Bill C, Braddick O J, 1998, "Can information about visual motion direction be combined across different speeds?" Perception 27 ECVP Abstract Supplement
Can information about visual motion direction be combined across different speeds?
C Bill, O J Braddick
The encoding of visual motion must include information about both direction and speed. We have studied the interaction of these differently encoded dimensions, by testing whether information from different speeds can be integrated in a directional judgment.
Directional performance was measured from the coherence threshold (% signal dots in noise) required to discriminate two directions of global flow, differing by +/-10° either side of vertical, in a random-dot kinematogram. In single-speed conditions, coherence threshold was found to be a U-shaped function of the speed of the signal dots between 0.5 and 64 deg s-1. In mixed-speed experiments, signal dots moved in a single direction but at two different speeds chosen to have comparable thresholds when tested alone: 'slow' (0.5 or 1 deg s-1) and 'fast' (8 deg s-1). In one experiment, signal dots of one speed were added to a constant subthreshold number of dots of either the same or different speed. Thresholds were lower when the added dots and the non-varying dots had the same speed than when they were mixed, suggesting little or no integration of directional information across speeds. In a second experiment, the total number of signal dots in the mixed signal was equally divided between slow and fast dots. In this case, some observers showed as low a threshold for the mixed as for a single speed, which implies effective integration.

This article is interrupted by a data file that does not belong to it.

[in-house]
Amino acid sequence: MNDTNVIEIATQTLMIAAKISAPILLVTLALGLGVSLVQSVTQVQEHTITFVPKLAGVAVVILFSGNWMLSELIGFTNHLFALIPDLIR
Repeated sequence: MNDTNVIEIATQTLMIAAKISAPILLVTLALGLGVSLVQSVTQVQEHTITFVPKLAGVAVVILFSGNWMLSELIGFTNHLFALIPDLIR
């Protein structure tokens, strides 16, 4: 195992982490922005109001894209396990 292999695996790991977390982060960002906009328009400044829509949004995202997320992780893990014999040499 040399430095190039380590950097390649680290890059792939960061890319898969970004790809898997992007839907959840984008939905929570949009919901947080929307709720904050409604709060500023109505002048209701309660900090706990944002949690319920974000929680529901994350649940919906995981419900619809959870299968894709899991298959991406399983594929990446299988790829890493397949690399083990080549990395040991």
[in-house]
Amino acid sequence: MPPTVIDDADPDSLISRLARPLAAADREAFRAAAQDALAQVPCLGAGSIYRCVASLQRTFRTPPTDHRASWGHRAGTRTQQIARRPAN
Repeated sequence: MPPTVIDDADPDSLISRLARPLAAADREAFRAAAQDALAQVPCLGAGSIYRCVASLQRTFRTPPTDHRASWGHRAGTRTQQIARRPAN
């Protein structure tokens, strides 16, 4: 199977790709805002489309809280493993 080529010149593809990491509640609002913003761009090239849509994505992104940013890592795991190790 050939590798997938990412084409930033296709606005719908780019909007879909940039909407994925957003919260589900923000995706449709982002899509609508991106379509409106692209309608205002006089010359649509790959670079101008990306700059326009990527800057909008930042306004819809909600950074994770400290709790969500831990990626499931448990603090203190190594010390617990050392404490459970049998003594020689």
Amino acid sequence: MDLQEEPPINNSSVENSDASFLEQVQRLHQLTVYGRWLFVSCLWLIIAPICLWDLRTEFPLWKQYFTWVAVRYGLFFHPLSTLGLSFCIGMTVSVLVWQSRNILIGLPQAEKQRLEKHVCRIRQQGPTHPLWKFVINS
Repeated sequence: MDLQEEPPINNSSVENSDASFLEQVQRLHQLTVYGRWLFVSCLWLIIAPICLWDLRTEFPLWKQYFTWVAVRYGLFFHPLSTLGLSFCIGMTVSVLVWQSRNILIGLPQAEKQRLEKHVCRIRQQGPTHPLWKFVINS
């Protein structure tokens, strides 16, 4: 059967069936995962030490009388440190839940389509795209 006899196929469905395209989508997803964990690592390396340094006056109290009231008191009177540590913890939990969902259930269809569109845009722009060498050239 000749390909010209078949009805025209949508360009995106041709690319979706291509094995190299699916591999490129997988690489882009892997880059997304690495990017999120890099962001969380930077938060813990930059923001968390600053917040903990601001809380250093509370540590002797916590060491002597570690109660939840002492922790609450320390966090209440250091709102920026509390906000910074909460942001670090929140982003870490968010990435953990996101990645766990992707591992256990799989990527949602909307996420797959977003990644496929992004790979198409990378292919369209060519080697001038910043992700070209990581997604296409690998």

These results suggest that visual motion processing may be able to operate with alternative strategies, either separating information from different speeds or combining them.
[Supported by a BBSRC studentship and MRC project grant G9509331.]
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